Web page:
Saturday, October 15, 2016

Helping You Help Yourself: Some Guides to Modern Living

We confess, self-help is not a genre we've given a lot of attention to. We're more of the mindset of Sarah Bennett, co-author of  F*ck Feelings: One Shrink's Practical Advice for Managing All Life's Impossible Problems, who has said:

The first step is accepting what you can't control. So many people who come to my father [psychiatrist and co-author Michael Bennett]—they want something they can't have. They want a happy relationship that’s never going to be happy, or they want opportunities that are not easy to come by. So it's going into accepting what you can't control, the factors that are out of your hands, and seeing what you can do with what you can control. And learning to be proud of yourself not just for accomplishing what you can, and not beating yourself up for what you can't. Not seeing yourself as a failure, when you haven’t really failed because it’s not something that you could have controlled in the first place. And admiring your ability to withstand a feeling of rejection, and the frustration and the pain, and keep going on towards a more reasonable goal while being a good person. That’s also what’s emphasized so heavily. Figuring out your own values and sticking to them.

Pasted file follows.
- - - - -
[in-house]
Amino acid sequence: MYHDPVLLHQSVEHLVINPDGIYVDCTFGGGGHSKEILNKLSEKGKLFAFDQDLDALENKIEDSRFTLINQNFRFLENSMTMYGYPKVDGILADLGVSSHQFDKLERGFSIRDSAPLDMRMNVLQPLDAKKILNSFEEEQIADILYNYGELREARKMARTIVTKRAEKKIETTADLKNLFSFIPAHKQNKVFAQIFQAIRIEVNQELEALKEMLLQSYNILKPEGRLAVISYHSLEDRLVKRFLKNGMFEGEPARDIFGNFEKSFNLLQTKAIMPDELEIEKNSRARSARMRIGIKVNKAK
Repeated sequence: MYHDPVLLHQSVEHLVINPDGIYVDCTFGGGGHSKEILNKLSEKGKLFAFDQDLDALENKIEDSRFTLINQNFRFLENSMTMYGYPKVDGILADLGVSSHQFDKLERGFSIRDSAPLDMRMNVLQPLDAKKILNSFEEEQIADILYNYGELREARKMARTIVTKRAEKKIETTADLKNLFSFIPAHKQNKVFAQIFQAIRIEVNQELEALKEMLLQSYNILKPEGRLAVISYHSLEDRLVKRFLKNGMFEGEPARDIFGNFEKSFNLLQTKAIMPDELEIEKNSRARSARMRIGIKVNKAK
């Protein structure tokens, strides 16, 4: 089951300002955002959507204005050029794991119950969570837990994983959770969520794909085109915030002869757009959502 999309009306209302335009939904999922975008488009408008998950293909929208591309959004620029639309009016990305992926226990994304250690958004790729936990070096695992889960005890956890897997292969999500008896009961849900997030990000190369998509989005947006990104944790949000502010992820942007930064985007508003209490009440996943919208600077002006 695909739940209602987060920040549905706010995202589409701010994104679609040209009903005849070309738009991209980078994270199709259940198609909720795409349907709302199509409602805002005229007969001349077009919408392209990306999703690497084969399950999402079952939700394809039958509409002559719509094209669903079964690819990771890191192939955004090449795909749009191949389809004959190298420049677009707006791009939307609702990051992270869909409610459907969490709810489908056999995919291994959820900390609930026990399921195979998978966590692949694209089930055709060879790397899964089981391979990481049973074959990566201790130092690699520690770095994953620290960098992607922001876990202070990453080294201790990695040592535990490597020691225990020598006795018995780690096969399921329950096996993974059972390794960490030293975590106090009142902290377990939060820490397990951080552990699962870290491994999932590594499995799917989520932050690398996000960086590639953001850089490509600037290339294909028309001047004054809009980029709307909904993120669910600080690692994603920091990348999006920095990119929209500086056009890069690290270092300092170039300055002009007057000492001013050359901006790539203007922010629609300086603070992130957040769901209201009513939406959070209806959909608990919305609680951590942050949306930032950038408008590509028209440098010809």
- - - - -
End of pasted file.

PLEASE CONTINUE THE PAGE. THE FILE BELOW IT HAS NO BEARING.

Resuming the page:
That said, we have a lot of admiration for people who have faced adversity, have worked on their personal problem using creative means, who are "able to laugh at how much life sucks."  And we are not totally averse to dipping into self-help - Dear Abby might be a bridge too far, but we have certainly perused the occasional Ask Polly column and taken in the Dear Sugar podcast now and then, and like the So Sad Today twitter feed, sometimes we feel like we'd like to "borrow some dopamine", and reading that someone else has "same anxiety different day" is oddly comforting. Sometimes succor comes from unusual sources; sometimes from just feeling seen and feeling understood.

The modern world has its own set of manners and mysteries, pratfalls and perils; we've collected some books that might serve as guideposts along your way or to make you feel like one of the gang, even if, like Groucho Marx, you would "refuse to join any club that would have [you] as a member."

Tiny Beautiful Things: Advice On Love and Life From Dear Sugar by Cheryl Strayed

How to Be a Person In the World: Ask Polly's Guide Through the Paradoxes of Modern Life by Heather Havrilesky


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